Tim Rundle Studio 2 Rakino Chair

  • Pou Auaha / Creative Director
    Tim Rundle
  • Kaitautoko / Contributors
    Katerina Zachariades, Erin Johnson, Ruth Phillips
  • Client
    Morgan Furniture

The architectural Rakino collection juxtaposes soft sculpted upholstery with a strong, low line frame. The clean linear structure emphasises crisp timber detailing born from a dialogue between the precision of CNC manufacturing and a handcrafted finish.
The collection offers two lounge chairs, two dining chairs and a selection of coffee tables.

The project began with a desire to highlight the skillset present at the clients factory in the Hampshire countryside. The starting point was an idea to challenge the limitations of 3 axis cnc machinery, in combination with just the right amount of skilled hand finishing to remain commercially viable, to create a timber frame that looks like it would require complex 5-axis cnc machining or many hours of hand shaping.

Overall, the design of the chair is firmly rooted in the Northern European modernist tradition, while the silhouette and detailing is unapologetically contemporary. Straight vertical and horizontal sections, that lend an architectural sensibility, meet at smoothly blended junctions. The backrest rail is gently bowed, as if formed by the act of leaning back in the chair.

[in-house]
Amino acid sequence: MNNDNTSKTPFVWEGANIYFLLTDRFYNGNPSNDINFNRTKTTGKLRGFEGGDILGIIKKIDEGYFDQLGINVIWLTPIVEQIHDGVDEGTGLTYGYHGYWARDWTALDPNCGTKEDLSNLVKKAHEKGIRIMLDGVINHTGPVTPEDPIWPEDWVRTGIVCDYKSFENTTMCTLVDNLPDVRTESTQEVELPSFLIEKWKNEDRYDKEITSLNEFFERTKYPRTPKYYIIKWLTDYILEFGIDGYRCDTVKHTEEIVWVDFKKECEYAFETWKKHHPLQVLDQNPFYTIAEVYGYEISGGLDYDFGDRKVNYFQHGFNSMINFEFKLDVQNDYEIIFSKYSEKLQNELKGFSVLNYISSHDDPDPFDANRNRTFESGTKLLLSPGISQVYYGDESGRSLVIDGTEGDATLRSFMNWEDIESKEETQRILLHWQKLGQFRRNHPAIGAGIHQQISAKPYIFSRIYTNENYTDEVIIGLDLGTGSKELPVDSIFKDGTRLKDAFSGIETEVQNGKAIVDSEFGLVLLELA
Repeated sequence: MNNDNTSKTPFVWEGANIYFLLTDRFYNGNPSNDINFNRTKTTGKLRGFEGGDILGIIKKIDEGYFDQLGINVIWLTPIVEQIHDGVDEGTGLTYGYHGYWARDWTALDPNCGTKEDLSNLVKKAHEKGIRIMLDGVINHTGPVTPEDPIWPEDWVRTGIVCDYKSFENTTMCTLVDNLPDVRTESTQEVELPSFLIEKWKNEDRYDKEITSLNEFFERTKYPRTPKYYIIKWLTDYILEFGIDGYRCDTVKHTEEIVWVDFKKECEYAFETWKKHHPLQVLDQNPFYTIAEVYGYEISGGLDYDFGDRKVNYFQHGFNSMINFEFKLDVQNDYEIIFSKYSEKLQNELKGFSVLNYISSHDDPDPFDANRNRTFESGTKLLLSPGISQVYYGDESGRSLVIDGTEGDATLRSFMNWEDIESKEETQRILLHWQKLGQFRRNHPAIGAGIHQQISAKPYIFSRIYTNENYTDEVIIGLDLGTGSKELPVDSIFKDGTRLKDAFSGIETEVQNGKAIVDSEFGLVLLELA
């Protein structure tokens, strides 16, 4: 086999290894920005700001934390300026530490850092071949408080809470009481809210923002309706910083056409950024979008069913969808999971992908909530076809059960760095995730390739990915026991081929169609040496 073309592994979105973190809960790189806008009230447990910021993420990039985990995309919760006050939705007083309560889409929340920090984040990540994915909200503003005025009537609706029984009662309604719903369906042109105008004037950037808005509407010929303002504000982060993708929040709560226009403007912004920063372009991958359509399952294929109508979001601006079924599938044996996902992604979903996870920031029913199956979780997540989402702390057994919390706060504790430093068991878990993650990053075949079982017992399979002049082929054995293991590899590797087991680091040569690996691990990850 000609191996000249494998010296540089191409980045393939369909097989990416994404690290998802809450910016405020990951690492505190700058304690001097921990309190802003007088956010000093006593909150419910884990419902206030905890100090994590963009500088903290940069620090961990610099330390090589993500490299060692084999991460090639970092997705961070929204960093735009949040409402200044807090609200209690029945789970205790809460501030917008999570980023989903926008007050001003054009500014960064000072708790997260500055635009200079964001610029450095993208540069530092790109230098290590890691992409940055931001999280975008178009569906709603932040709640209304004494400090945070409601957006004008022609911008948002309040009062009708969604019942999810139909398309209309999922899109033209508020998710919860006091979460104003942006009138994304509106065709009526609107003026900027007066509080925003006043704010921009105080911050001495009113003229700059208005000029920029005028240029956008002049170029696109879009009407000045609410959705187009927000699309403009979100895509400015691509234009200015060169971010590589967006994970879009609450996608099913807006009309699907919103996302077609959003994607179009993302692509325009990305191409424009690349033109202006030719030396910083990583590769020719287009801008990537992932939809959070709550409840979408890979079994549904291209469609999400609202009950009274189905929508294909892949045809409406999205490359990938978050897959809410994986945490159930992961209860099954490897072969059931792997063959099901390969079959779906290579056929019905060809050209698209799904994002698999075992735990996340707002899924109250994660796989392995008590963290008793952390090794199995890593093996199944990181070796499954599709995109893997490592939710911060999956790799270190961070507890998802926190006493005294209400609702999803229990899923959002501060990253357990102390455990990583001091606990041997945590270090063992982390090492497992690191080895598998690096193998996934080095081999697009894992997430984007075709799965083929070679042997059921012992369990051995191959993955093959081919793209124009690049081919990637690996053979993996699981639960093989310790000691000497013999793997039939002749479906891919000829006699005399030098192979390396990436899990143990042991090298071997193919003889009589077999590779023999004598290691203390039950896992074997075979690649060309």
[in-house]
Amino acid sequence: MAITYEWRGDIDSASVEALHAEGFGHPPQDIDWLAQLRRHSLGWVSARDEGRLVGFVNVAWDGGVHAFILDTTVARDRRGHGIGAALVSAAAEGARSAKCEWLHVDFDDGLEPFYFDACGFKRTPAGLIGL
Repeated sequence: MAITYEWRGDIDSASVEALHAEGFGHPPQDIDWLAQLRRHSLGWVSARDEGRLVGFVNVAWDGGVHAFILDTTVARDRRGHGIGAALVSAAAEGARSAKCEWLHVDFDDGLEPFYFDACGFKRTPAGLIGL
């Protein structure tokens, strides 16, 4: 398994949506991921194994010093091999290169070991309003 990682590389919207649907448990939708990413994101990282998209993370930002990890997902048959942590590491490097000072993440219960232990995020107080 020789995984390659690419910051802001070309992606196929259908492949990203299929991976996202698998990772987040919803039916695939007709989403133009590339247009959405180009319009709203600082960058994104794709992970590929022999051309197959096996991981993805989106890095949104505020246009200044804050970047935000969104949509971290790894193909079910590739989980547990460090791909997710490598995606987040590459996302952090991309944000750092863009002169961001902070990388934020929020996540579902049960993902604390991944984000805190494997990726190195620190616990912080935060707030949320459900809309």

The upholstered seat element appears slung within the frame, its shell-like form defined by a crisp single seam running around its edge.

The process involved numerous iterations of prototypes, beginning with basic timber and cardboard studies produced in the studio, evolving into pre production prototypes made in the factory. This allowed us to fine tune the comfort and proportions of the chair until we arrived at the end result.

The Rakino lounge chair not only provided the client with a product that has been very well received by the existing clients and attracting new ones, but has also extended the skillset within their factory, giving them confidence to embark on increasingly ambitious projects. It also resulted in the designer being appointed as their consultant creative director, overseeing internal and external studio projects as well as photography, art direction and visual communications strategy.